The Appellant suffered a psychiatric injury. She made successful application to WorkCover Queensland for workers’ compensation benefits. The SLQ appealed the decision to accept the claim. The Workers’ Compensation Regulator upheld the SLQ’s appeal. The Appellant appealed to the Queensland Industrial Relations Commission (Commission). The Commission refused her appeal.

The Appellant appealed to the Industrial Court of Queensland (Court).

Her appeal challenged these findings of the Commission:

  1. That the injury did not arise out of, or in the course of, the Appellant’s employment as ‘the workplace was merely the background or setting in which the inappropriate behaviour took place’.
  2. The significant contributing factor to the injury was the taking of the photographs and not the Appellant’s employment.
  3. The manner in which the SLQ dealt with the issue was reasonable management action taken in a reasonable way.

The Judgment

In a judgment delivered on 8 October 2015, President Justice Martin allowed the appeal, finding:

  1. There was a delay in advising the Appellant of the existence of the photographs. That delay had some effect upon the Appellant.
  2. The fact that the photographs were taken in the workplace was integral to the development of the psychiatric injury. This was supported by unchallenged psychiatric evidence. This was a case in which the employment was more than just the setting in which the inappropriate behaviour took place. The effect of the behaviour and the intensity of the impact it had was magnified by the fact that it occurred in the workplace.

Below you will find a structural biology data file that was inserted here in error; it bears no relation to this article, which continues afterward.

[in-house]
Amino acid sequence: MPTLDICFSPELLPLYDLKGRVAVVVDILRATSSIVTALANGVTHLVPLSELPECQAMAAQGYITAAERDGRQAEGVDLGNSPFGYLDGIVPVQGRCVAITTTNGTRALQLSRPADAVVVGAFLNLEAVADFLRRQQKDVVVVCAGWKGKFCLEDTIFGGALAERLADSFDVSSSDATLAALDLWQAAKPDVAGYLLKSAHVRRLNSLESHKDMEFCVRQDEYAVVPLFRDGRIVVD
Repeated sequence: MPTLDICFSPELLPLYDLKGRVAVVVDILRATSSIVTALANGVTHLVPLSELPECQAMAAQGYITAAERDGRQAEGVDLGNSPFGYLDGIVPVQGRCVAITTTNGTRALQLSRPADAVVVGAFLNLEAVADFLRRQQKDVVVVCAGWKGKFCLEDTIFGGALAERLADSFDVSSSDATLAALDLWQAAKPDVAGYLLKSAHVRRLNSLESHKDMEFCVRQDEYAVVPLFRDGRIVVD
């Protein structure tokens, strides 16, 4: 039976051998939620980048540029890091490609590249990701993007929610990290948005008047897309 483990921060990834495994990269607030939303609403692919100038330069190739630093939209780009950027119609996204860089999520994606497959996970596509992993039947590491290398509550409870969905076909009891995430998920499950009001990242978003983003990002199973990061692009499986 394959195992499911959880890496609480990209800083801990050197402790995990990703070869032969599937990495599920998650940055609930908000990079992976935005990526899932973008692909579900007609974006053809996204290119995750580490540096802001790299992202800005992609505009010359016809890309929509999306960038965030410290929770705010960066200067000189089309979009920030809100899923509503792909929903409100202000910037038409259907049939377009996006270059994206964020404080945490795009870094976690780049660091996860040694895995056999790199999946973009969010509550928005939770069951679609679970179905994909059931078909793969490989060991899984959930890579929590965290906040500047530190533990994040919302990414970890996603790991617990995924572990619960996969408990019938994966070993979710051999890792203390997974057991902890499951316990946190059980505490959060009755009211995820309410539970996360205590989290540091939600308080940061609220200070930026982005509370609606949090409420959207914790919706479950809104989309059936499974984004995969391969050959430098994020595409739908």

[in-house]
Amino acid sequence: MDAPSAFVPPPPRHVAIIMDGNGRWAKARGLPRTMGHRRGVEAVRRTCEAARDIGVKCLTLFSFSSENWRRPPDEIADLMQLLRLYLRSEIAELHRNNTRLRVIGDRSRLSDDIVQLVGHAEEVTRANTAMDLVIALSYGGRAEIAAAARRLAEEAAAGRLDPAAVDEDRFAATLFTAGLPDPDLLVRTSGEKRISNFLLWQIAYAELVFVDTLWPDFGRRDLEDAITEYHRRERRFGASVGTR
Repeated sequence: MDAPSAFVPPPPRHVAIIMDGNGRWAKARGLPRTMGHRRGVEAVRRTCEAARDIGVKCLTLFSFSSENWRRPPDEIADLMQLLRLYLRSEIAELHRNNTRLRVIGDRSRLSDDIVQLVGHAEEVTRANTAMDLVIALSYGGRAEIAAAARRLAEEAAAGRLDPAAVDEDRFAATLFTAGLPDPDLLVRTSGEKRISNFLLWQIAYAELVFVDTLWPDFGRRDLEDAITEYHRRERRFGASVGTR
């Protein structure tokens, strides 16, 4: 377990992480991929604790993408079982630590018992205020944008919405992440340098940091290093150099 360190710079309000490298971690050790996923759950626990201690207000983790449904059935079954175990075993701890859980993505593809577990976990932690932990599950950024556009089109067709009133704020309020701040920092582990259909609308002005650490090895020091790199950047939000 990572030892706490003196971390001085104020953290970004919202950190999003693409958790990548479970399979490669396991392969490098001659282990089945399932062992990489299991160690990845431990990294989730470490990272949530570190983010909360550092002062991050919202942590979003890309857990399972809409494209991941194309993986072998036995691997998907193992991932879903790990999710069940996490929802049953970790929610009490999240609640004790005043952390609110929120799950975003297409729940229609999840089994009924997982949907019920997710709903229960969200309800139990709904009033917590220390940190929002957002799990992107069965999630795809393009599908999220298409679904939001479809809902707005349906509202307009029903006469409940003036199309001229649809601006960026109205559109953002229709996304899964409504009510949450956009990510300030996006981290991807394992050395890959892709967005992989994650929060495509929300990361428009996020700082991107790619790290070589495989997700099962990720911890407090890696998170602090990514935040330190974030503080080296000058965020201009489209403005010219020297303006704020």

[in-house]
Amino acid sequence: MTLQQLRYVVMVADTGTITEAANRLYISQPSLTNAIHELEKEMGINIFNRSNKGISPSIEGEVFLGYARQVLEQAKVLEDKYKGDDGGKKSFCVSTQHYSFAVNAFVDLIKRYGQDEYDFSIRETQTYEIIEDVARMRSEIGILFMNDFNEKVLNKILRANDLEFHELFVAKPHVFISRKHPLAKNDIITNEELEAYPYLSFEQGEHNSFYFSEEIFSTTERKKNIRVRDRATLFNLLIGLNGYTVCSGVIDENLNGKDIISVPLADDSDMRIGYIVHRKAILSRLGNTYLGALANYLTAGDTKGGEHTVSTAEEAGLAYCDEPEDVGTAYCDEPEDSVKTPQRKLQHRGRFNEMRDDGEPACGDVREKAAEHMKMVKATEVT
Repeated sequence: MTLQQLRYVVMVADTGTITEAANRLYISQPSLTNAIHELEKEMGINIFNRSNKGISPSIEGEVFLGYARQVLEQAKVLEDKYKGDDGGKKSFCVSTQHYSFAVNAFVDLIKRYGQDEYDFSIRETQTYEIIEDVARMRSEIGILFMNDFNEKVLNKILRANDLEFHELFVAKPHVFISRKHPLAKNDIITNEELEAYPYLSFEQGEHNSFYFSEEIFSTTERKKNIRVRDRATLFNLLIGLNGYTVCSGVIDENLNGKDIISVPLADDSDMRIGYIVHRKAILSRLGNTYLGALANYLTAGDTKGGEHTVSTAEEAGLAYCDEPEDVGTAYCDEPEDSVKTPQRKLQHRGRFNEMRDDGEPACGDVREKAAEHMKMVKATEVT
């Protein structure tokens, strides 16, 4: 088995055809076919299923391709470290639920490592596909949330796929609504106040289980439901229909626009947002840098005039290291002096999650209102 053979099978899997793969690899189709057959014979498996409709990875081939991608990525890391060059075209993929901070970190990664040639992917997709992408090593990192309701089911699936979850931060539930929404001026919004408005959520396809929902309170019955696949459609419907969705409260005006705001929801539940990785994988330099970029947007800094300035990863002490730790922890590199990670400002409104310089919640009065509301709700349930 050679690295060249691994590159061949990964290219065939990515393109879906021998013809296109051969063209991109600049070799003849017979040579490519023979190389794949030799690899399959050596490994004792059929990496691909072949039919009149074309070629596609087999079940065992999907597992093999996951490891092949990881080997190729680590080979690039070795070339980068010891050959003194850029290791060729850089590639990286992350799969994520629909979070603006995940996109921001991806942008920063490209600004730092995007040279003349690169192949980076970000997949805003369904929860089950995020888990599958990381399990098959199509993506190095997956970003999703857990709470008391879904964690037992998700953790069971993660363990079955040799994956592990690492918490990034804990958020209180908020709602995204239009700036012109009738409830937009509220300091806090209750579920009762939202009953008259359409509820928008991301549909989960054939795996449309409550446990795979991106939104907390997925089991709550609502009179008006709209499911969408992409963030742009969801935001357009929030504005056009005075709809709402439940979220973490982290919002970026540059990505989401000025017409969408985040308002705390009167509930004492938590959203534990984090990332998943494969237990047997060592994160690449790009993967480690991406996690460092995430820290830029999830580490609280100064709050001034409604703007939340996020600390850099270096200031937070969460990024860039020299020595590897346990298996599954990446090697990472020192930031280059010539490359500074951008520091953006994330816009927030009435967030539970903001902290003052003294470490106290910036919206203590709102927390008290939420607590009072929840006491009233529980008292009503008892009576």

3. The actions of the SLQ fell short of ‘reasonable management action’.

Considerations

The Court acknowledged that the circumstances of this case would test the best intentioned employer. However, it also highlighted some shortcomings of the SLQ, which the Court found were not dealt with by the Commission, including:

  1. The delay in advising the Appellant of the photographs and the nature of the photographs.
  2. The fact that the SLQ did not say anything to the Appellant until she approached another employee about the matter.
  3. The lack of any disciplinary action or sanction on McGregor.
  4. Allowing McGregor to resign.
  5. The tone of correspondence advising staff of McGregor’s resignation, which could be reasonably seen to be, if not supporting McGregor, a benign acceptance of his conduct.
  6. Failing to report the incident to a relevant authority.

It’s easy to imagine similar criticisms being made of an employer in say, a bullying case. This case will be of interest to those working in management, employment law or human resources. It highlights the fragility of these situations and the need for businesses to be aware of what could fall short of ‘reasonable management action’ in a workers’ compensation claim.

BOOK A FREE CONSULTATION for advice and information about a workers’ compensation matter, by calling (07) 3067 3025 or contact us online.

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Parties review claims as Qld changes workers’ compensation laws

Parties review claims as Qld changes workers’ compensation laws

by Kate Denning Google+

New Qld WorkCover Laws – Changes to Workers Compensation Qld – Workers Compensation Lawyers Qld – Workers Compensation Lawyers for Employers

On 24 September 2015, the Workers’ Compensation and Other Legislation Amendment Bill 2015 (Qld) (Bill) received assent.